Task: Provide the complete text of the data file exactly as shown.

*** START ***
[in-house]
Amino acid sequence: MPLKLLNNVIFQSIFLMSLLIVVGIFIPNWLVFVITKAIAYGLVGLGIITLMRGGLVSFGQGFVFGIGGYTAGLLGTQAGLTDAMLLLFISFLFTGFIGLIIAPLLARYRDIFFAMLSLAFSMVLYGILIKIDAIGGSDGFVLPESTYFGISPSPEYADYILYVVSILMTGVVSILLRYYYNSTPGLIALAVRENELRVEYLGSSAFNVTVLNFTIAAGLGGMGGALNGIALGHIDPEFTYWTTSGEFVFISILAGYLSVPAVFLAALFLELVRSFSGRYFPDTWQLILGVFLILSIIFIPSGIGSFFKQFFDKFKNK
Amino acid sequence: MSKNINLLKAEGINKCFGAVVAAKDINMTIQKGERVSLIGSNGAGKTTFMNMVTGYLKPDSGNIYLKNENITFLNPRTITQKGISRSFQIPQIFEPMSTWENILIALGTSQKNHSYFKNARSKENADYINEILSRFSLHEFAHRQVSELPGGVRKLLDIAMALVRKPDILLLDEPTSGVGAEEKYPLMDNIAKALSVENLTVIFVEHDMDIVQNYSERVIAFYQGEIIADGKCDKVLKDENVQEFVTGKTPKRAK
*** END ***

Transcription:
[in-house]
Amino acid sequence: MPLKLLNNVIFQSIFLMSLLIVVGIFIPNWLVFVITKAIAYGLVGLGIITLMRGGLVSFGQGFVFGIGGYTAGLLGTQAGLTDAMLLLFISFLFTGFIGLIIAPLLARYRDIFFAMLSLAFSMVLYGILIKIDAIGGSDGFVLPESTYFGISPSPEYADYILYVVSILMTGVVSILLRYYYNSTPGLIALAVRENELRVEYLGSSAFNVTVLNFTIAAGLGGMGGALNGIALGHIDPEFTYWTTSGEFVFISILAGYLSVPAVFLAALFLELVRSFSGRYFPDTWQLILGVFLILSIIFIPSGIGSFFKQFFDKFKNK
Amino acid sequence: MSKNINLLKAEGINKCFGAVVAAKDINMTIQKGERVSLIGSNGAGKTTFMNMVTGYLKPDSGNIYLKNENITFLNPRTITQKGISRSFQIPQIFEPMSTWENILIALGTSQKNHSYFKNARSKENADYINEILSRFSLHEFAHRQVSELPGGVRKLLDIAMALVRKPDILLLDEPTSGVGAEEKYPLMDNIAKALSVENLTVIFVEHDMDIVQNYSERVIAFYQGEIIADGKCDKVLKDENVQEFVTGKTPKRAK